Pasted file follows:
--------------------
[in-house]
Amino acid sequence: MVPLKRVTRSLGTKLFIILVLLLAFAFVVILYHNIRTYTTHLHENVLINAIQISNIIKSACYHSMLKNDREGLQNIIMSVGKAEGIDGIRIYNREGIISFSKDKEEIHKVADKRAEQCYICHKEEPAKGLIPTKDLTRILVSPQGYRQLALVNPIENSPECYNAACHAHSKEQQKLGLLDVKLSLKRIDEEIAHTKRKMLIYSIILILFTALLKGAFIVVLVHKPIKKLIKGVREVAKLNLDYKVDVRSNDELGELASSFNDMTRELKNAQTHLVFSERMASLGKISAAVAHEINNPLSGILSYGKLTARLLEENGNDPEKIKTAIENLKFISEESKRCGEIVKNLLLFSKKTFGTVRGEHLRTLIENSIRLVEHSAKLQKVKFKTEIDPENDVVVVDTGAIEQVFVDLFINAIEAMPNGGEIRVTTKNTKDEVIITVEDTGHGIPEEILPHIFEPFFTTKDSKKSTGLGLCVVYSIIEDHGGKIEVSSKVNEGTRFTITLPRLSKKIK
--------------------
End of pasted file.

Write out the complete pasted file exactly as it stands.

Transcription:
[in-house]
Amino acid sequence: MVPLKRVTRSLGTKLFIILVLLLAFAFVVILYHNIRTYTTHLHENVLINAIQISNIIKSACYHSMLKNDREGLQNIIMSVGKAEGIDGIRIYNREGIISFSKDKEEIHKVADKRAEQCYICHKEEPAKGLIPTKDLTRILVSPQGYRQLALVNPIENSPECYNAACHAHSKEQQKLGLLDVKLSLKRIDEEIAHTKRKMLIYSIILILFTALLKGAFIVVLVHKPIKKLIKGVREVAKLNLDYKVDVRSNDELGELASSFNDMTRELKNAQTHLVFSERMASLGKISAAVAHEINNPLSGILSYGKLTARLLEENGNDPEKIKTAIENLKFISEESKRCGEIVKNLLLFSKKTFGTVRGEHLRTLIENSIRLVEHSAKLQKVKFKTEIDPENDVVVVDTGAIEQVFVDLFINAIEAMPNGGEIRVTTKNTKDEVIITVEDTGHGIPEEILPHIFEPFFTTKDSKKSTGLGLCVVYSIIEDHGGKIEVSSKVNEGTRFTITLPRLSKKIK